ROCKPORT, Texas — The dark, gray clouds hugged the sea as we slipped over the side of the boat and started our wade fishing adventure in the intercoastal waters of the Gulf of Mexico.
My friend, Don Sitton, who lives on the Texas Gulf Coast, invited me to make the trip down from Oklahoma City last month to fish for redfish, also known as red drum. Known as a powerful fighter, redfish are one of the most pursued species of fish in the Texas saltwaters.
I flew to Corpus Christi to meet Don at his home in the coastal town of Rockport, where he already had prepared his boat and our fishing gear for an early morning departure the next day.
Before sunrise, we launched the boat and traveled about 6 miles off the coastline to a series of small islands in order to claim our fishing spot. There is so much fishing pressure in the area for redfish and speckled trout that you’ve got to stake your claim early.
The fishing waters around Rockport contain numerous islands, saltwater marshes, channels and shallow flats. We selected this particular piece of water because it was full of baitfish. Our hope was the redfish would be chasing their breakfast into the shallow water that morning.
Our strategy was to walk in skinny water from knee to waist deep as quietly as possible. Even though we wore shin guards to protect ourselves against sting rays, anglers are advised to shuffle their feet in order to spook away any stingrays lying on the bottom.
A salty mist was heavy in the air as we began casting. Don used a spinning rig, while I used a baitcaster.
Don could be referred to as a purist because he only uses artificial lures. His two favorite offerings were the classic 1/4-oz. Johnson gold spoon and a 1/8-oz. lead head with a plastic eel attached.
His rod technique resembled an orchestra conductor rapidly moving a baton. This movement swims the lure in an erratic, wounded fashion. At the same time, he keeps a tight line by constantly reeling in the slack. Years of experience perfected his touch, which soon proved deadly.
Almost immediately, my friend started catching redfish. The limit is three per day, and they must measure between 20 and 28 inches.
Fishing for redfish requires a a great deal of concentration, but there are plenty of distractions, like jumping mullets and screaming birds. The area also is a bird-watching paradise. Thousands of birds migrate along the Gulf Coast in the spring from tiny terns to large whooping cranes.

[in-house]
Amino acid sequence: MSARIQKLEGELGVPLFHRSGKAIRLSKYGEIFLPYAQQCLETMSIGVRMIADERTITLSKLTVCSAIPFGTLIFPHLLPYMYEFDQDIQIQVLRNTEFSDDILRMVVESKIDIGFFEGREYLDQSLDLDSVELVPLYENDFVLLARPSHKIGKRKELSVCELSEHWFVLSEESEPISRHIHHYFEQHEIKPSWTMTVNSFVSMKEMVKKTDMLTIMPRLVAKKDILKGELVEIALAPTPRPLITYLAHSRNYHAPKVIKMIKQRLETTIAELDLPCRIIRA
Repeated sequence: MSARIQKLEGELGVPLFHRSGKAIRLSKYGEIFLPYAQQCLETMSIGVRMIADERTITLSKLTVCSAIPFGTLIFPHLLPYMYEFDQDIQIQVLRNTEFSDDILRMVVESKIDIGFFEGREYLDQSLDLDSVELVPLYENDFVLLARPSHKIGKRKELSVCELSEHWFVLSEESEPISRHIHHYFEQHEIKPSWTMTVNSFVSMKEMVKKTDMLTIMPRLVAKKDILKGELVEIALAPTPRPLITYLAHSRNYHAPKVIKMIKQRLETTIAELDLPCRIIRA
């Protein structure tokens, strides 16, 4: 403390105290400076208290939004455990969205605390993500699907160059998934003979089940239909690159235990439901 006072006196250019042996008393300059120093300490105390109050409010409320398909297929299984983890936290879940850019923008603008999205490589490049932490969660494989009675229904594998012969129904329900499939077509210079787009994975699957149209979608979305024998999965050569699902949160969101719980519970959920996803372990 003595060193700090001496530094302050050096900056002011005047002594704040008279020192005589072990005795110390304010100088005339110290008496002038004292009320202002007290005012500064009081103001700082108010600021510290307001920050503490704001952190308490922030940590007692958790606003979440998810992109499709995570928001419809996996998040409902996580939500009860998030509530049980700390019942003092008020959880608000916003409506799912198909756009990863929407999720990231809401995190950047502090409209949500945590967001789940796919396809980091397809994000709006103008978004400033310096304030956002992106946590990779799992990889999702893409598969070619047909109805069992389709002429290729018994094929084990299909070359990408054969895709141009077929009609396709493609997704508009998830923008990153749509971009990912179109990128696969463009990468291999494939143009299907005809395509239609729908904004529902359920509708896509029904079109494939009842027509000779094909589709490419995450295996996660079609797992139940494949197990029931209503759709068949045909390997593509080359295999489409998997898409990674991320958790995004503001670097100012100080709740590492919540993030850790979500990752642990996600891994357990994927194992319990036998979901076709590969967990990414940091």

Many of the birds also were also fishing with us that morning because of the plentiful baitfish in the water.
Don quickly put a couple of keepers on his stringer and caught and released several undersized reds. I had yet to catch a fish even though I was standing by his side just a few yards away.
He tried to lift my spirits by explaining it was only a question of luck, and not a lack of skill, when he got a solid bite. He powerfully set the hook again and his line started screaming off the reel as if he had hooked an 18-wheeler.
There are many species in the ocean, and at this moment the only thing we knew was that this creature was huge.
Finally, he turned it and started gaining line back on his open face spinning reel. A large wake passed by that reflected a dark red color. Don’s beast of a fish was a giant bull redfish.
After several more small runs, Don lifted from the water a 36-inch beauty. This old fellow weighed 30 pounds, and due to its age was partially covered in black barnacles. We took a picture and released the bad boy to fight another day.
Redfish are excellent to eat, and later that day Don grilled our morning’s catch in his backyard. He prepared the filets by leaving the skin and scales on one side, a delicacy known in the area as “redfish on the half shell.”
As I sat beneath ancient live oak trees, I reflected on my late father, who had suddenly left Oklahoma my senior year of high school and moved to Rockport, Texas. His logic in moving had remained a mystery to me.
After this wonderful day on Gulf waters, I now understand why he came here to live out the balance of his days. It is truly a very special place.
And never forget that any day spent on the water, or in our case in the water, is a great day.